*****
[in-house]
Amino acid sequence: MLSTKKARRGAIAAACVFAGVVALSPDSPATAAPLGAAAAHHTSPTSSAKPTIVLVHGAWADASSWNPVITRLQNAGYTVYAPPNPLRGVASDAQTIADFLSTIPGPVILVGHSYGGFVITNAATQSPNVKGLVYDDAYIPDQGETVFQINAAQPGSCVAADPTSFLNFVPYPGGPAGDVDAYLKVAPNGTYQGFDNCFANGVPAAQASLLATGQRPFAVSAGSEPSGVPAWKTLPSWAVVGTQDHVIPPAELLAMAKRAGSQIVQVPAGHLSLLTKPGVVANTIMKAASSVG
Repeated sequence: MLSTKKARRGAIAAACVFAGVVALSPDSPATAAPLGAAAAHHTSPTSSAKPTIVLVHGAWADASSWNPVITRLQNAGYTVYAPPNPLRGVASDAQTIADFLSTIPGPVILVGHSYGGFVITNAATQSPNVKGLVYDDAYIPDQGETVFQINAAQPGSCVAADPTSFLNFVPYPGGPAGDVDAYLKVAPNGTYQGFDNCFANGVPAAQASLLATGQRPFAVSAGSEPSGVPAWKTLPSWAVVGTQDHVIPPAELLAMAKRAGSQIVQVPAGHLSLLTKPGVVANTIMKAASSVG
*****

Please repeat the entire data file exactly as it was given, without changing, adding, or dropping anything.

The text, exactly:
[in-house]
Amino acid sequence: MLSTKKARRGAIAAACVFAGVVALSPDSPATAAPLGAAAAHHTSPTSSAKPTIVLVHGAWADASSWNPVITRLQNAGYTVYAPPNPLRGVASDAQTIADFLSTIPGPVILVGHSYGGFVITNAATQSPNVKGLVYDDAYIPDQGETVFQINAAQPGSCVAADPTSFLNFVPYPGGPAGDVDAYLKVAPNGTYQGFDNCFANGVPAAQASLLATGQRPFAVSAGSEPSGVPAWKTLPSWAVVGTQDHVIPPAELLAMAKRAGSQIVQVPAGHLSLLTKPGVVANTIMKAASSVG
Repeated sequence: MLSTKKARRGAIAAACVFAGVVALSPDSPATAAPLGAAAAHHTSPTSSAKPTIVLVHGAWADASSWNPVITRLQNAGYTVYAPPNPLRGVASDAQTIADFLSTIPGPVILVGHSYGGFVITNAATQSPNVKGLVYDDAYIPDQGETVFQINAAQPGSCVAADPTSFLNFVPYPGGPAGDVDAYLKVAPNGTYQGFDNCFANGVPAAQASLLATGQRPFAVSAGSEPSGVPAWKTLPSWAVVGTQDHVIPPAELLAMAKRAGSQIVQVPAGHLSLLTKPGVVANTIMKAASSVG